Graduate guard Jahlil Jenkins in the game against Hofstra on Dec. 8. Jenkins led all players with 24 points and scored 10 straight points for Stony Brook in the second half. ETHAN TAM/THE STATESMAN

Four days removed from one of the most humiliating home losses in recent memory, the Stony Brook men’s basketball team bounced back in style with a 79-62 domination over the Hofstra Pride on Wednesday, Dec. 8.

It was the Seawolves’ first win in the Battle of Long Island since 2015, when Steve Pikiell and Jameel Warney were still around. The 17-point margin of victory is Stony Brook’s largest ever in the rivalry, which Hofstra leads 24-6 all-time. The conflict — between public versus private universities, Suffolk County versus Nassau County — has been historically controlled by one school.

“Let’s be honest, Hofstra has had our number,” head coach Geno Ford said in a postgame press conference. “It’s not a team we’ve done well against recently. They’re in our backyard. That’s something that our guys need to want a little more than we have.”

One of the biggest keys to victory was how Stony Brook out-rebounded a Hofstra team with a similar guard-heavy look and a propensity to shoot the three. The Seawolves grabbed 20 offensive boards and won the glass 54-33 in total, scoring 18 second-chance points in the process. An early second-half possession saw Stony Brook make a fourth-chance bucket thanks to three offensive rebounds in a row by redshirt junior guard Tykei Greene.


“It’s not execution, it’s just effort,” Hofstra head coach Speedy Claxton said. “Rebounding is effort and toughness. Tykei Greene had six offensive rebounds and we know he’s a good offensive rebounder. There was no sticking to the game plan.”

Claxton, a first-year head coach at his alma mater, never lost to Stony Brook as a player.

“To me, the rebounding is the most exciting thing,” Ford said. “The 3-point makes are the sexy part of the game, but we won with the rebounding margin.”

Stony Brook was already acquainted with Hofstra’s leading scorer, graduate guard Zach Cooks, who transferred from NJIT and put up a 25-point performance against the Seawolves last season while in the America East. The Pride’s strong resume on the season included close losses on the road to No. 15 Houston, a Final Four team last year, and No. 20 Maryland. Per KenPom, they were the second-toughest team the Seawolves had faced yet this season behind Kansas.


When Hofstra scored seven unanswered points in a 76-second span to open up its largest lead of the night, it created deja vu from the Seawolves’ early second-half meltdown against Wagner, but Stony Brook would not make the same mistakes for a second game in a row.

“It was just being confident and trying to get stops on defense,” redshirt sophomore guard Tyler Stephenson-Moore said. “I trust my teammates to make the right plays, which they did, and we were able to score.”

Stephenson-Moore made two threes in Stony Brook’s immediate response of 11 straight points, allowing the hosts to take their first lead since the opening minutes of the game. He recorded his first career double-double with 14 points and 12 rebounds.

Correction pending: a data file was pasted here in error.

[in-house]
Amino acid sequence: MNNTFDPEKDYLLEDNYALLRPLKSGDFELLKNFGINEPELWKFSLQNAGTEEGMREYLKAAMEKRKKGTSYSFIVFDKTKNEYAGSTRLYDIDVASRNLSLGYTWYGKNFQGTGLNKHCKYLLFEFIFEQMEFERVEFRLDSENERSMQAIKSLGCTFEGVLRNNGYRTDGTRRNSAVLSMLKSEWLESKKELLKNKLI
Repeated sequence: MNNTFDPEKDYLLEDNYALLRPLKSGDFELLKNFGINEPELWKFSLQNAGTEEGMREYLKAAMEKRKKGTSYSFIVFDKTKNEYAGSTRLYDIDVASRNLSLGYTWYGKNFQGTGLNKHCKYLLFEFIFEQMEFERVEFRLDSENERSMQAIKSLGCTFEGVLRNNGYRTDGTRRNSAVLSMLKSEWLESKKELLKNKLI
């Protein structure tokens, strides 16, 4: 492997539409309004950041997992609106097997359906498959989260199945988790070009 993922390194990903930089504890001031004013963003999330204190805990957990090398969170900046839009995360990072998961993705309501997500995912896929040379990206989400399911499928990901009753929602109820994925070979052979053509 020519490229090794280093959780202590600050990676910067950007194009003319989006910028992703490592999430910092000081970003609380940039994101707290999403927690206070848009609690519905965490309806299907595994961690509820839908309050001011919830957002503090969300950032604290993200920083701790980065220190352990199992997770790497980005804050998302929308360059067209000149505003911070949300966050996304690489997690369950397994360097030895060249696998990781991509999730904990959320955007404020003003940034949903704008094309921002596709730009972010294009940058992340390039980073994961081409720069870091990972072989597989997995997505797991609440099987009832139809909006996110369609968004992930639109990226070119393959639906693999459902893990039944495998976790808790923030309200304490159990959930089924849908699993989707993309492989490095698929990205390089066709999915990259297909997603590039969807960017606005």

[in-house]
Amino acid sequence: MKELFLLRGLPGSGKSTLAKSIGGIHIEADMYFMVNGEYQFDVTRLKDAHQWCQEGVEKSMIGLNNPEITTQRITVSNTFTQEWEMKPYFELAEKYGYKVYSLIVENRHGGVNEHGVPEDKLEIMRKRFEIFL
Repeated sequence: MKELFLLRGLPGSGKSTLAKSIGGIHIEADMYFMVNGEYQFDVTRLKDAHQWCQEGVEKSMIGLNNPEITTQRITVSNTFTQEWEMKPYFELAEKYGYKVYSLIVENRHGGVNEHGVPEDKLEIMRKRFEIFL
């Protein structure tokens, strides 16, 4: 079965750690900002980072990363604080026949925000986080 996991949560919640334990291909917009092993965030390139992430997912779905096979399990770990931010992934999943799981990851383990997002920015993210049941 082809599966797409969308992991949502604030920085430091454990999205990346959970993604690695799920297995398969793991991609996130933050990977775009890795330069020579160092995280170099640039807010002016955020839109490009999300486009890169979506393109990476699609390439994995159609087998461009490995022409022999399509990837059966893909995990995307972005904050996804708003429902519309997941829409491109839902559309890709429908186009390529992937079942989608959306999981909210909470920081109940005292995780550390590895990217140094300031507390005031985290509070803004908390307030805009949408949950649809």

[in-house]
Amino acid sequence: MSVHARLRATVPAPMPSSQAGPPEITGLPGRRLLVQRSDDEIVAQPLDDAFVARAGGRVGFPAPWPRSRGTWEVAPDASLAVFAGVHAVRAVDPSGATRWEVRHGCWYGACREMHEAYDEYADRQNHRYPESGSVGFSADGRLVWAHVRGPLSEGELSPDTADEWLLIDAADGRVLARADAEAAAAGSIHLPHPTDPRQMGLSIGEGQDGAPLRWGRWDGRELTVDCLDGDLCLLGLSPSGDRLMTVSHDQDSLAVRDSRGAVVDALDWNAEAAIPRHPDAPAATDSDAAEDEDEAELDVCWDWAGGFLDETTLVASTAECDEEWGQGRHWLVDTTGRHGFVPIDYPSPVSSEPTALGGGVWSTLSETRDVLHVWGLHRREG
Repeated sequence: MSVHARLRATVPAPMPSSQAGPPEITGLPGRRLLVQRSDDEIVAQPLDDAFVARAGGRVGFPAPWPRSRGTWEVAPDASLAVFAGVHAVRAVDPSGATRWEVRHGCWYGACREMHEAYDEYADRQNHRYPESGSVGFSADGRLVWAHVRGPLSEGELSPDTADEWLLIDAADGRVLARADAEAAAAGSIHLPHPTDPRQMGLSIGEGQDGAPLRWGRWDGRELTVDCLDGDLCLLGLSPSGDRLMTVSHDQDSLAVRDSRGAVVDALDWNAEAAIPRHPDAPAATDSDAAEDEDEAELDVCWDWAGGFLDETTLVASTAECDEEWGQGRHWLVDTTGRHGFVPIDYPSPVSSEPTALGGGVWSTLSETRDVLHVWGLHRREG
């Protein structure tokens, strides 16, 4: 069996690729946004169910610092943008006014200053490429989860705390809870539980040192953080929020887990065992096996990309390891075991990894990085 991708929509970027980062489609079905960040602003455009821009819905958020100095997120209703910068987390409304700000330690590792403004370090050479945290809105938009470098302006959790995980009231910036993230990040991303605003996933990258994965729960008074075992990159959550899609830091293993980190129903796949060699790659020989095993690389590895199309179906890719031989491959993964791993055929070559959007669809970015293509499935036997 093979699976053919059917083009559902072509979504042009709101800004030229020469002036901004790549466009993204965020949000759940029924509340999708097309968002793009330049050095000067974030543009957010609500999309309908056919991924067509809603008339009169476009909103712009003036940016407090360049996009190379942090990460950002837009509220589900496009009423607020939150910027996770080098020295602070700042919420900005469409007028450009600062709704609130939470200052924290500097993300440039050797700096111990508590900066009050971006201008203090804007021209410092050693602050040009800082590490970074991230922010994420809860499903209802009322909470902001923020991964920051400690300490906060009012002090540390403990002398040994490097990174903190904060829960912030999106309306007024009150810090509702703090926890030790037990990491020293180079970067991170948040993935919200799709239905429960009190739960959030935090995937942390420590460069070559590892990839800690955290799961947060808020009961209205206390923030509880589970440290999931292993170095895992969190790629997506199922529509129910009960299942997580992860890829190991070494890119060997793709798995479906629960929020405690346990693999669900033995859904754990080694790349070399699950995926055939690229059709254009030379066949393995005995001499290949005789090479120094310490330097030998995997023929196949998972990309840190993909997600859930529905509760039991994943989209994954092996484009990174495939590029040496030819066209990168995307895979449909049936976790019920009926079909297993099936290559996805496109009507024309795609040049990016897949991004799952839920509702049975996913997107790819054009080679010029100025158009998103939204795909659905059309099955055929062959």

“They’ve manhandled us the last two years, so being able to beat them the way we beat them today feels great,” he said.

Once the Seawolves got back on top, graduate guard Jahlil Jenkins ensured that they would stay there. He was a man possessed in the second half, knocking down two straight triples and scoring 10 points in a row for his team. Jenkins led all players with 24 points, 17 of which came after halftime. 


As a whole, Stony Brook put the game away in a stretch where it made eight of nine 3-point attempts. Redshirt junior forward Frankie Policelli did not miss a single shot from outside on the entire night. In contrast, Hofstra could not buy a bucket beyond the arc, starting the second half 0-for-9 and shooting 19% on the night for a team that entered the game firing at a 37% clip.

After Hofstra led by its largest margin of the game, Stony Brook hit back by scoring 41 of the next 53 points. 

“Frankie woke up this morning at 6:30 sick. We had to get him COVID tested and he was negative,” Ford said. “We didn’t know if he was going to be able to play or not. At 11, he’s like, ‘I’m pretty sure it’s not COVID, and when it’s not, I’m playing.’ We had three guys not at the game tonight with the same thing.”

With three more games in their December homestand at Island Federal Arena, the Seawolves must aim for consistency with more performances like these and less like Wagner’s. Perhaps an encouraging sign: graduate guard Elijah Olaniyi was seen walking without crutches, though he remained in casual wear and missed his fifth straight game.

“We really appealed to guys’ toughness levels the last several days as you would expect we should,” Ford remarked about his messaging to his players after the Wagner defeat. “All we talked about was just being tough. There wasn’t a ton of great strategy. It was mental, wanting to walk out of here feeling proud about the effort that they put forward. They all can definitely do that after today.”

Next up — a rematch with Bryant on Saturday, Dec. 11, a team which beat a different-looking Stony Brook squad last season.


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